Design a site like this with
Get started

Activities to Help Children Improve their Focus and Self-Control

According to Ellen Galinsky in Mind in the Making, children need focus and self-control to help them achieve their goals. Unfortunately, focus and self-control isn’t something they naturally develop as they grow up, it is something they need to practice in order to get good at it.  The following are some activities recommended by Galinsky in Mind in the Making that you can do with your children to help them improve their focus and self-control.

For babies and toddlers:

  • Observe your baby to see what helps him to calm down and follow his cues.
  • Use the method that works best for your baby. A commonly recommended technique is to hold your baby until he cools down – so when your baby or toddler loses it, the best thing to do is be present, not walk away.
  • Acknowledge your baby’s successes.

Pre-schoolers and older children:

  • Encourage your child’s interests – it might be a lemonade stand (these are easy to do in this day and age of technology) or a desire to learn martial arts. Helping your child cultivate an interest in something he cares strongly about will help him develop focus.
  • Play focus games like “I Spy”, guessing games, jigsaw puzzles, musical chairs, etc. These games require your child to pay attention.
  • Read stories to your child because listening requires focus. You can also play listening games, e.g. guess which song this is.
  • Play computer games that promote focus.
  • Watch TV programs that encourage children to pay attention. Select age-appropriate, meaningful and educational programs (children over two can learn a lot from such programs). Use the subjects covered as a launching platform for further discussion with your child.
  • Play sorting games with changing rules. E.g. Sort random objects by colour, shape, and/or size.
  • Play pretend and make up stories.
  • Play game with rules, e.g. “Simon says”.
  • Do Stroop-like exercises (see below)

Stroop Test:

When presented with a chart like the one shown below, we have a tendency to read the words. The aim of the task is to say the colour of the ink that the word is printed in rather than reading the word. In the example below, the first line would be: green, purple, yellow, red.

Focus - Stroop Test
Image Source: Pinterest

The stroop test is a good one for adults as well. It is one of the exercises included in Ryuta Kawashima’s “Train Your Brain: 60 Days to a Better Brain“. There is a Stroop test app for iPhone/iPad. You can also do the stroop test online at cognitive tests.

Published by Shen-Li

SHEN-LI LEE is the author of “Brainchild: Secrets to Unlocking Your Child’s Potential”. She is also the founder of (a website on parenting, education, child development) and (a website on Right Brain Education, cognitive development, and maximising potentials). In her spare time, she blogs on Forty, Fit & Fed, and Back to Basics.

9 thoughts on “Activities to Help Children Improve their Focus and Self-Control

  1. Hi Shen Li
    I re-visited your website today with this question in mind – what a synchronicity – your article had the very same question that was bothering me….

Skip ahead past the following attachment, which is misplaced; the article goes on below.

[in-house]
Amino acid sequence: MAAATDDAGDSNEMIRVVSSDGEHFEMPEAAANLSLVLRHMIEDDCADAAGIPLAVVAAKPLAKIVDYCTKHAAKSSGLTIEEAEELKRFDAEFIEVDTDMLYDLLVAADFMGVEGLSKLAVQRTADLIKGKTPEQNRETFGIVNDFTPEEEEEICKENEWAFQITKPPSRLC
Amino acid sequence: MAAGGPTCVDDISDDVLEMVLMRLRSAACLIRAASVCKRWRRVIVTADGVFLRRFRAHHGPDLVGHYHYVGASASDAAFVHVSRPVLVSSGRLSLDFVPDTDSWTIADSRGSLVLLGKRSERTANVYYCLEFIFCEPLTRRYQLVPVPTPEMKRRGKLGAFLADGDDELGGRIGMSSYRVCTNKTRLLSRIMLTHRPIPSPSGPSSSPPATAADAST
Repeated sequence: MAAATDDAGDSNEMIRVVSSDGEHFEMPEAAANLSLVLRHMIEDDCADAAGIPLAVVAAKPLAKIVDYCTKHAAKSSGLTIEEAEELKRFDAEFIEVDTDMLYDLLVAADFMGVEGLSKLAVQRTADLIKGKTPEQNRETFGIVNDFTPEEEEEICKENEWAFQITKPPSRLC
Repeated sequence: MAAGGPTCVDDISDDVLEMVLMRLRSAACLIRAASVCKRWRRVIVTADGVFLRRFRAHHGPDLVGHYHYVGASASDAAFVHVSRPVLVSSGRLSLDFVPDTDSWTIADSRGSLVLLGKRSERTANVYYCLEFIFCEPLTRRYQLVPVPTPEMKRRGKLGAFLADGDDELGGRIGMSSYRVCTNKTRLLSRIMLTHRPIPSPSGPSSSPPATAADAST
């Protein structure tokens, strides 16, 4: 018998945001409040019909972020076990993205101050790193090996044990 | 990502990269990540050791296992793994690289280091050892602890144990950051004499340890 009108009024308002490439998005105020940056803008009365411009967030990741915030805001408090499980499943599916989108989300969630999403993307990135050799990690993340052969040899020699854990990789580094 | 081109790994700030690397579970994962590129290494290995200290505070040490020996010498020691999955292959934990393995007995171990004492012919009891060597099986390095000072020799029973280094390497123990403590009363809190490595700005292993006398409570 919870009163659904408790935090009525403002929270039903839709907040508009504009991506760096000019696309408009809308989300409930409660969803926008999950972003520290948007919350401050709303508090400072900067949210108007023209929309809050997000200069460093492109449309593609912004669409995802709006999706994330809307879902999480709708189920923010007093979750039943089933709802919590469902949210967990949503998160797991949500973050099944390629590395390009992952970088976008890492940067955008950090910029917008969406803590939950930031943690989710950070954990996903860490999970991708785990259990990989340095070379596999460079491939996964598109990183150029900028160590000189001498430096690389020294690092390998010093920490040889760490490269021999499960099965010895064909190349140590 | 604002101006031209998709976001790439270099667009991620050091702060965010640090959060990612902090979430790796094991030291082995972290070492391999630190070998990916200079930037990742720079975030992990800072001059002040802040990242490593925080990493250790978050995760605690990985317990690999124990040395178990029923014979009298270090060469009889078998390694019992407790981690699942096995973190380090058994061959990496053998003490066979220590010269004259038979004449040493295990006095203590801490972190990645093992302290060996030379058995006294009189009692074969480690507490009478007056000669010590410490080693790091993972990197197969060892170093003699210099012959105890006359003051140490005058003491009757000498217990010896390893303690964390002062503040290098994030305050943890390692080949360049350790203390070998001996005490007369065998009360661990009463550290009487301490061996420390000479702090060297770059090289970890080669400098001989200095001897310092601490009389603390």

The further I research the topic of Early Childhood Education, it seems the more uncertain I am about which direction to head toward…

    Shichida method, brillkids, teach your baby to read, Glenn Doman.
    Right brain kids —-
    I have the same vision as you – but I am more confused


    1. Hi Raymond,

      I have done all these programs with my children. Currently, we are doing Heguru (which is similar to Shichida), BrillKids (Math, English and Chinese), and TweedleWink. I have also done Glenn Doman and Your Baby Can Read in the past. For me, I believe exposure is the key. I fully believe in Right Brain development, but I continue BrillKids because I want a stronger focus on Math and Reading. In some way BrillKids reinforces right brain development because LM and LR are flash cards as well. I just cut back on the repetition.

      There are many camps in the early childhood development discussion. Because there is no clear cut “right” answer, I have taken on what I believe to be a good compromise between all the philosophies that resonate with me.

      At the end of the day, I think we just need to do what we feel comfortable with. If our children can feel our love and if we can present the material in a manner that is interesting and engaging for them, they will learn.


  2. Perhaps Ellen Galinsky should extend his study and/or research to also incorporate both GD ‘s or Prof. Makoto ‘s philosophies in ideas of how to inculcate long focus span in children from birth to older children, or even adult.


    1. Yes, this is the gap between books like Mind in the Making, Brain Rules for Baby and Glenn Doman, Shichida. Unfortunately, no one has closed that gap with answers, so we must make the most of what we know and piece together the pieces on our own – for better or worse.


Leave a Reply

Fill in your details below or click an icon to log in: Logo

You are commenting using your account. Log Out /  Change )

Twitter picture

You are commenting using your Twitter account. Log Out /  Change )

Facebook photo

You are commenting using your Facebook account. Log Out /  Change )

Connecting to %s

%d bloggers like this: